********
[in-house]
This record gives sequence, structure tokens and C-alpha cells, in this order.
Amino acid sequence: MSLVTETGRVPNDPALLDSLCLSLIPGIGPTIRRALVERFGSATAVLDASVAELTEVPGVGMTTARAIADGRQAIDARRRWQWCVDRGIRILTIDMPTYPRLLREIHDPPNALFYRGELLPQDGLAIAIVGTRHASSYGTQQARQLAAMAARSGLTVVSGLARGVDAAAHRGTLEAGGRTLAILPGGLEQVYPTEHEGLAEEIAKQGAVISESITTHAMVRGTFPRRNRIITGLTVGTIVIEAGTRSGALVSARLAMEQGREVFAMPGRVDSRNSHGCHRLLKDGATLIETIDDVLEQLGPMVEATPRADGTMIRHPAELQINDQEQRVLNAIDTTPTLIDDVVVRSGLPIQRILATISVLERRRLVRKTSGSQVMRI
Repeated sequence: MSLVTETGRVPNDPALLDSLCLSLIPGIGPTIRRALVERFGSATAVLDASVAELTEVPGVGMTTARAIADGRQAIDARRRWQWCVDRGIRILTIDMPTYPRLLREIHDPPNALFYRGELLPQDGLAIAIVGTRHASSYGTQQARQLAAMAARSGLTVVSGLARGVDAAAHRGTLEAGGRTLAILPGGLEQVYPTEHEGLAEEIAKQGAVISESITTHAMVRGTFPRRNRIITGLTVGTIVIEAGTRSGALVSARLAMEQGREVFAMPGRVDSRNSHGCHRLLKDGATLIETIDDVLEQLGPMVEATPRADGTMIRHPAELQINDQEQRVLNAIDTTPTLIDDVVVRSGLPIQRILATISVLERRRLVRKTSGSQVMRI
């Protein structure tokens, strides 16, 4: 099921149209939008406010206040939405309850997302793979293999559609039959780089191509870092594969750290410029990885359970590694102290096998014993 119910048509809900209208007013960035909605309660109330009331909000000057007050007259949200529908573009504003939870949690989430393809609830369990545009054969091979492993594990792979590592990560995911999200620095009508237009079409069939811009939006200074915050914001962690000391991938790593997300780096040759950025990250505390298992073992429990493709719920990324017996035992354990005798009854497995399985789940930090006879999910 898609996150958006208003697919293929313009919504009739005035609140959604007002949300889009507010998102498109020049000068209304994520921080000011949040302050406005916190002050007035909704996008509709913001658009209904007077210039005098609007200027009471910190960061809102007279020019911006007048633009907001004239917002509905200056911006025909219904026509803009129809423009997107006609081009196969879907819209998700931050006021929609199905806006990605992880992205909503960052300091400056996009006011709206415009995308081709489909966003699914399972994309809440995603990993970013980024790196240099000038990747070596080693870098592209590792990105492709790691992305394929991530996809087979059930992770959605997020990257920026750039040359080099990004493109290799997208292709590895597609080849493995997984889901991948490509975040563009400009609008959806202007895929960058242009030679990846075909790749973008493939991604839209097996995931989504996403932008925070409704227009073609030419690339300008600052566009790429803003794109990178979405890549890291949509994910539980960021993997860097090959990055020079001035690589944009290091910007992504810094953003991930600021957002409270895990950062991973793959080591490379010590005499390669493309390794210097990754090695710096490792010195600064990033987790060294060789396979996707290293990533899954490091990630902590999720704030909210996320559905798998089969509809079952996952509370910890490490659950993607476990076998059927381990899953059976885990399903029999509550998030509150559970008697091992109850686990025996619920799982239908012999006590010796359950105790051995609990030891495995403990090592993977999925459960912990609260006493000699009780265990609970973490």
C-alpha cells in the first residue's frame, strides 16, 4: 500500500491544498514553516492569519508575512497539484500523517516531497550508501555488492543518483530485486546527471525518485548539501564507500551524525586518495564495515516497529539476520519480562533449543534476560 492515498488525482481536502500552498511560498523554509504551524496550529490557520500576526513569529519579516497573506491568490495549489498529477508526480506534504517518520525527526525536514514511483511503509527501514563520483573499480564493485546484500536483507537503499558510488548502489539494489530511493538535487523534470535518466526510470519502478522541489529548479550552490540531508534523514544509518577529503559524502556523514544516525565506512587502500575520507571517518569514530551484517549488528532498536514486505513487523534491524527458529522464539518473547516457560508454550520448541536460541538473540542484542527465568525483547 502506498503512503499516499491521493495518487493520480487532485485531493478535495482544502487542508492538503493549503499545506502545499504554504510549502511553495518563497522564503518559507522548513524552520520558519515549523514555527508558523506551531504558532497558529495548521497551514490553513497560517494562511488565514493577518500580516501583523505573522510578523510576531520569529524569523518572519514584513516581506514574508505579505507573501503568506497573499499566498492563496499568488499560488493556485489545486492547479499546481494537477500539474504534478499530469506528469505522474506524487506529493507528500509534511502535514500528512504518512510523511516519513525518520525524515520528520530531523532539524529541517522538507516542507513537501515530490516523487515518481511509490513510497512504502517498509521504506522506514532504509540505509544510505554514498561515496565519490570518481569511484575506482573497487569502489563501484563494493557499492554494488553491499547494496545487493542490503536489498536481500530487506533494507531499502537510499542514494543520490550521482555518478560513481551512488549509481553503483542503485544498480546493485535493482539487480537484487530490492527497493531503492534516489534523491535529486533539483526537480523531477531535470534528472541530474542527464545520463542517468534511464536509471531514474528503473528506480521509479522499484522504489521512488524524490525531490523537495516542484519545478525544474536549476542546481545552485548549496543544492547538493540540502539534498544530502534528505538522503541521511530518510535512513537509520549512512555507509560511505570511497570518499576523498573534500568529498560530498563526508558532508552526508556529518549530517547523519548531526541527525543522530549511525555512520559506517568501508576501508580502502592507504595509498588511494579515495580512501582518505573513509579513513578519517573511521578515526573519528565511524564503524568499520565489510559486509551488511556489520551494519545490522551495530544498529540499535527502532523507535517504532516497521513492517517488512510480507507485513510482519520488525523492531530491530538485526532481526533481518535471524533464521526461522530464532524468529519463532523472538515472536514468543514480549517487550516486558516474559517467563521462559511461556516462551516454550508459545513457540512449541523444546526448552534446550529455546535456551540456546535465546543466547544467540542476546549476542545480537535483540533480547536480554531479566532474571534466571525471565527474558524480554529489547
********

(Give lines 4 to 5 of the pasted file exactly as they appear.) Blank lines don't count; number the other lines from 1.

Repeated sequence: MSLVTETGRVPNDPALLDSLCLSLIPGIGPTIRRALVERFGSATAVLDASVAELTEVPGVGMTTARAIADGRQAIDARRRWQWCVDRGIRILTIDMPTYPRLLREIHDPPNALFYRGELLPQDGLAIAIVGTRHASSYGTQQARQLAAMAARSGLTVVSGLARGVDAAAHRGTLEAGGRTLAILPGGLEQVYPTEHEGLAEEIAKQGAVISESITTHAMVRGTFPRRNRIITGLTVGTIVIEAGTRSGALVSARLAMEQGREVFAMPGRVDSRNSHGCHRLLKDGATLIETIDDVLEQLGPMVEATPRADGTMIRHPAELQINDQEQRVLNAIDTTPTLIDDVVVRSGLPIQRILATISVLERRRLVRKTSGSQVMRI
């Protein structure tokens, strides 16, 4: 099921149209939008406010206040939405309850997302793979293999559609039959780089191509870092594969750290410029990885359970590694102290096998014993 119910048509809900209208007013960035909605309660109330009331909000000057007050007259949200529908573009504003939870949690989430393809609830369990545009054969091979492993594990792979590592990560995911999200620095009508237009079409069939811009939006200074915050914001962690000391991938790593997300780096040759950025990250505390298992073992429990493709719920990324017996035992354990005798009854497995399985789940930090006879999910 898609996150958006208003697919293929313009919504009739005035609140959604007002949300889009507010998102498109020049000068209304994520921080000011949040302050406005916190002050007035909704996008509709913001658009209904007077210039005098609007200027009471910190960061809102007279020019911006007048633009907001004239917002509905200056911006025909219904026509803009129809423009997107006609081009196969879907819209998700931050006021929609199905806006990605992880992205909503960052300091400056996009006011709206415009995308081709489909966003699914399972994309809440995603990993970013980024790196240099000038990747070596080693870098592209590792990105492709790691992305394929991530996809087979059930992770959605997020990257920026750039040359080099990004493109290799997208292709590895597609080849493995997984889901991948490509975040563009400009609008959806202007895929960058242009030679990846075909790749973008493939991604839209097996995931989504996403932008925070409704227009073609030419690339300008600052566009790429803003794109990178979405890549890291949509994910539980960021993997860097090959990055020079001035690589944009290091910007992504810094953003991930600021957002409270895990950062991973793959080591490379010590005499390669493309390794210097990754090695710096490792010195600064990033987790060294060789396979996707290293990533899954490091990630902590999720704030909210996320559905798998089969509809079952996952509370910890490490659950993607476990076998059927381990899953059976885990399903029999509550998030509150559970008697091992109850686990025996619920799982239908012999006590010796359950105790051995609990030891495995403990090592993977999925459960912990609260006493000699009780265990609970973490």